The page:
Puspa and Sita weave and knit woolen cloths to earn a small income. Over the years, as word of their quality products and well-knit garments spread, people began to approach them for larger orders.
It was then that Didi Ki Bunai approached the two ladies offering to facilitate the “ease of business” for them, not only helping them start a “formal knitting and weaving business, but also marketing their products”. Didi ki Bunai, has since become a source of empowerment for these village women who earn their living by knitting and weaving fabrics.
Puspa and Sita are from Khedawali village in Pinjore block of Panchkula district in Haryana. The village has made significant progress in terms of female entrepreneurship, thanks to the Startup Village Entrepreneurship Program (SVEP) – a sub-programme of the Deendayal Antyodaya Yojana – National Mission for Rural Livelihoods (DAY -NRLM).
Didi Ki Bunai (literally translated as Knitting by Sisters), a cooperative society established with several Self Help Groups (SHGs) has transformed the lives of women in Khedawali and other villages in Haryana. The company, supported by the SVEP, provides market linkages and other support to women entrepreneurs. Didi Ki Bunai started with the support and training of Community Resource Persons (CRPs) who became the link between the market and the raw material so that the entrepreneurs could support themselves and grow in the future.
The CRPs help them manage the raw material for knitting and other necessary needs.
“Even though the income was initially low, I felt empowered. I was appreciated for my work,” says Sita.
Sulekha, another resident of Khedagaon, has been knitting and weaving winter clothes since she remembers being linked to the cooperative: “I already knew how to make handicrafts but I didn’t know how to use a machine but after training , I learned to do it. Now, I sew by machine as well as by hand because the requests for handicrafts come in, but handicrafts are very time-consuming and also expensive,” says Sulekha, who has undergone training from SVEP. and launched his own embryonic wool clothing business.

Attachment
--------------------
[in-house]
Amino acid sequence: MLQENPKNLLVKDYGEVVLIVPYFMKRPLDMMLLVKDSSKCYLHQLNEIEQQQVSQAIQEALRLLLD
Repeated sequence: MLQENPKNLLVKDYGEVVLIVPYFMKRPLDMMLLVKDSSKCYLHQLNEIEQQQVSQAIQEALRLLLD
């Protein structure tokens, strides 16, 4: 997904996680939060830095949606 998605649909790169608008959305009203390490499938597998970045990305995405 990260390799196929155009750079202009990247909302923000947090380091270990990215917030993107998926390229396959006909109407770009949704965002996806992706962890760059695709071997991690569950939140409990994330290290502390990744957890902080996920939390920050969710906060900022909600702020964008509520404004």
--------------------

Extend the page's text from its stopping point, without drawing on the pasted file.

The hard work and commitment of CRPs and entrepreneurs has transformed the lives of many village women whose skills are now fully commercialized.

The beginning
A field study conducted as part of a major research project sponsored by Mahatma Gandhi’s National Council for Rural Education, Union Ministry of Education, sheds light on the success stories of women’s entrepreneurship in rural environment.
A team of researchers visited Pinjore and met with CRPs and SVEP beneficiaries in December 2021. “Evaluation of the impact of SVEP in Haryana” highlights successes and also flagged some limitations . Previously, given the limitation and lack of support, rural entrepreneurship was not sustainable at all. However, with the implementation of SVEP, there is hope among the people and the government has also streamlined the process and practices.
Rural women and their self-help groups began to show their business acumen, which dramatically transformed their lives.

SVEP: empowering rural women